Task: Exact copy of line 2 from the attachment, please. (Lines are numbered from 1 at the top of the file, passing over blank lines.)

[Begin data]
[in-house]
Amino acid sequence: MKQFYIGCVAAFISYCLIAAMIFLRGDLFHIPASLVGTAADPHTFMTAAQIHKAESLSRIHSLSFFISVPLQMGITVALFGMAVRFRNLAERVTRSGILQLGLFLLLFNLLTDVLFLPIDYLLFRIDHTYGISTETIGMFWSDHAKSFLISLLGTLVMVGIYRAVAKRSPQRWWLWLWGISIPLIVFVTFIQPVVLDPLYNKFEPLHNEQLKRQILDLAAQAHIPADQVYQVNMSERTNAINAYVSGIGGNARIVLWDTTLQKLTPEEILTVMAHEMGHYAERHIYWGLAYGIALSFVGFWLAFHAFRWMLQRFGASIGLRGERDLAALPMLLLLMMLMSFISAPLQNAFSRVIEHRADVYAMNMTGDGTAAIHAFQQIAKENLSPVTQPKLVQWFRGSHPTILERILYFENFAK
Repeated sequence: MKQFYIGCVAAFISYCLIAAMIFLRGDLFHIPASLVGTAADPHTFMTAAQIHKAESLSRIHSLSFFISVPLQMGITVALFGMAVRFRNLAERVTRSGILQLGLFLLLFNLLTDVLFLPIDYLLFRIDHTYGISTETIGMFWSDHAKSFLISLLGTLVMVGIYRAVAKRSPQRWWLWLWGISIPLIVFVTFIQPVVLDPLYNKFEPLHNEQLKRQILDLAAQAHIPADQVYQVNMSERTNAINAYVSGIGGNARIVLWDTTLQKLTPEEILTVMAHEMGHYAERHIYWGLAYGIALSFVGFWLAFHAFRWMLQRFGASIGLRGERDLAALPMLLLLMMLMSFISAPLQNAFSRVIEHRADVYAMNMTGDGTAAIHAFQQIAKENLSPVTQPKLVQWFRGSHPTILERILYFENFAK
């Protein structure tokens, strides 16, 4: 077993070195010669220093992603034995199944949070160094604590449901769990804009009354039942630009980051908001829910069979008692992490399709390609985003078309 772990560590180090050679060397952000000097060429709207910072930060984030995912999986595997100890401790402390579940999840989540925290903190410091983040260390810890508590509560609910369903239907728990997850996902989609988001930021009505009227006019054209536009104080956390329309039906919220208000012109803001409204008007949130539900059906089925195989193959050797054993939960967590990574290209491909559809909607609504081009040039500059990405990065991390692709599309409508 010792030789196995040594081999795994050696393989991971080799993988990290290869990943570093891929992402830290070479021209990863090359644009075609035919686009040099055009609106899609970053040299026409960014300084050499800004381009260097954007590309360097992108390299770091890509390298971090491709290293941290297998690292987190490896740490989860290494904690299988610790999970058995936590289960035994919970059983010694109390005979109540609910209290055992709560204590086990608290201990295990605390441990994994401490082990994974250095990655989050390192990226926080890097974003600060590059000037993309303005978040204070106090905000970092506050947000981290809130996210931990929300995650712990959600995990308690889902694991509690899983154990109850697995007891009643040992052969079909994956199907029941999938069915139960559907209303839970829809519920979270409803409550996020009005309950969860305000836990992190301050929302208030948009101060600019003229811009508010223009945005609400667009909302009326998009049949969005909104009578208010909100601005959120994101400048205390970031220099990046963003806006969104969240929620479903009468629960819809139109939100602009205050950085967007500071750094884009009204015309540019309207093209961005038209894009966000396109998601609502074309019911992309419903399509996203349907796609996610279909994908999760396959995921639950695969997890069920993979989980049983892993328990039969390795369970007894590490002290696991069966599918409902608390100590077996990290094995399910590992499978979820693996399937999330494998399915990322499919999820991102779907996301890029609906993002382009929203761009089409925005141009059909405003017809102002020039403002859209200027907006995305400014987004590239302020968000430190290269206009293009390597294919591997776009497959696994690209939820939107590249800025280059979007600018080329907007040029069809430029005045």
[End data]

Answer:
Amino acid sequence: MKQFYIGCVAAFISYCLIAAMIFLRGDLFHIPASLVGTAADPHTFMTAAQIHKAESLSRIHSLSFFISVPLQMGITVALFGMAVRFRNLAERVTRSGILQLGLFLLLFNLLTDVLFLPIDYLLFRIDHTYGISTETIGMFWSDHAKSFLISLLGTLVMVGIYRAVAKRSPQRWWLWLWGISIPLIVFVTFIQPVVLDPLYNKFEPLHNEQLKRQILDLAAQAHIPADQVYQVNMSERTNAINAYVSGIGGNARIVLWDTTLQKLTPEEILTVMAHEMGHYAERHIYWGLAYGIALSFVGFWLAFHAFRWMLQRFGASIGLRGERDLAALPMLLLLMMLMSFISAPLQNAFSRVIEHRADVYAMNMTGDGTAAIHAFQQIAKENLSPVTQPKLVQWFRGSHPTILERILYFENFAK